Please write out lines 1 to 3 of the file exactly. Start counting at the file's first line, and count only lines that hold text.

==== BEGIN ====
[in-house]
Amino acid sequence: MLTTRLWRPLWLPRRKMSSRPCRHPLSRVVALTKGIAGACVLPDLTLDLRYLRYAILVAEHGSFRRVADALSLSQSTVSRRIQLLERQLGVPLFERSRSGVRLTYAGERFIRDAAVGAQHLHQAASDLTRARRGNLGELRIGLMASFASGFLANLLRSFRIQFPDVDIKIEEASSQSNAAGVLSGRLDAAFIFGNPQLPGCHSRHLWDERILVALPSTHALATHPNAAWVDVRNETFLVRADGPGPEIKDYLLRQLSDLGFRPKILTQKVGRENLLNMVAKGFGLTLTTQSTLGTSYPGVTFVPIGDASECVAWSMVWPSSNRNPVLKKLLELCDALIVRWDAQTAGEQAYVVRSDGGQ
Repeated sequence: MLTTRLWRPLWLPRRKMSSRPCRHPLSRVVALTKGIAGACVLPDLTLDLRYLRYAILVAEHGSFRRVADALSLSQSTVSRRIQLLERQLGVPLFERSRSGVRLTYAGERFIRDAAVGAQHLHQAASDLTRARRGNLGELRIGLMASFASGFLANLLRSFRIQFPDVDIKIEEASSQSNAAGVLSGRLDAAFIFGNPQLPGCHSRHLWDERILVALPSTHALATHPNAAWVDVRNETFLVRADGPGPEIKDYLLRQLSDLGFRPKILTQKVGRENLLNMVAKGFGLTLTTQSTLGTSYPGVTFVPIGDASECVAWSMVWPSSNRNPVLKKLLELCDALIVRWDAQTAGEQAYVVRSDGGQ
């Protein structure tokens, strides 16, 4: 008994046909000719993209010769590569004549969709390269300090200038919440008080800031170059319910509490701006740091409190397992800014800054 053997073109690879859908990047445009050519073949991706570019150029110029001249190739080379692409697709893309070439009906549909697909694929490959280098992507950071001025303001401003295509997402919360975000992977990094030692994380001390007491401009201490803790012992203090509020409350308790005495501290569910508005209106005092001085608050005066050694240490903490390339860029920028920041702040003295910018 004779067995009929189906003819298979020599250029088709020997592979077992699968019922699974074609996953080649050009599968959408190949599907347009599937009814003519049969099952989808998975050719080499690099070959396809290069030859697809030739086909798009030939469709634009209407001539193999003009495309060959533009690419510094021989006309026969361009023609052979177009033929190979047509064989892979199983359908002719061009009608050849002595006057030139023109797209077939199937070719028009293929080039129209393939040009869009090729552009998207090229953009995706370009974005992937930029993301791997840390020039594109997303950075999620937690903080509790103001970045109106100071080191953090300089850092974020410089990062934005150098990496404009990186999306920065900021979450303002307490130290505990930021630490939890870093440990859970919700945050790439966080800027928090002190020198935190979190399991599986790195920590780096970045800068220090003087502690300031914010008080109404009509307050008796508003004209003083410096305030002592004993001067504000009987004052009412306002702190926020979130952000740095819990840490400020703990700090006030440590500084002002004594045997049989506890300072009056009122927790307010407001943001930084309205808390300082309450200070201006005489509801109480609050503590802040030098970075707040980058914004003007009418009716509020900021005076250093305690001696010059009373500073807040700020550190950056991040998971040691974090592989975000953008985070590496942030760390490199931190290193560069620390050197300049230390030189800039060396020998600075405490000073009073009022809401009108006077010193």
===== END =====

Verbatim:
[in-house]
Amino acid sequence: MLTTRLWRPLWLPRRKMSSRPCRHPLSRVVALTKGIAGACVLPDLTLDLRYLRYAILVAEHGSFRRVADALSLSQSTVSRRIQLLERQLGVPLFERSRSGVRLTYAGERFIRDAAVGAQHLHQAASDLTRARRGNLGELRIGLMASFASGFLANLLRSFRIQFPDVDIKIEEASSQSNAAGVLSGRLDAAFIFGNPQLPGCHSRHLWDERILVALPSTHALATHPNAAWVDVRNETFLVRADGPGPEIKDYLLRQLSDLGFRPKILTQKVGRENLLNMVAKGFGLTLTTQSTLGTSYPGVTFVPIGDASECVAWSMVWPSSNRNPVLKKLLELCDALIVRWDAQTAGEQAYVVRSDGGQ
Repeated sequence: MLTTRLWRPLWLPRRKMSSRPCRHPLSRVVALTKGIAGACVLPDLTLDLRYLRYAILVAEHGSFRRVADALSLSQSTVSRRIQLLERQLGVPLFERSRSGVRLTYAGERFIRDAAVGAQHLHQAASDLTRARRGNLGELRIGLMASFASGFLANLLRSFRIQFPDVDIKIEEASSQSNAAGVLSGRLDAAFIFGNPQLPGCHSRHLWDERILVALPSTHALATHPNAAWVDVRNETFLVRADGPGPEIKDYLLRQLSDLGFRPKILTQKVGRENLLNMVAKGFGLTLTTQSTLGTSYPGVTFVPIGDASECVAWSMVWPSSNRNPVLKKLLELCDALIVRWDAQTAGEQAYVVRSDGGQ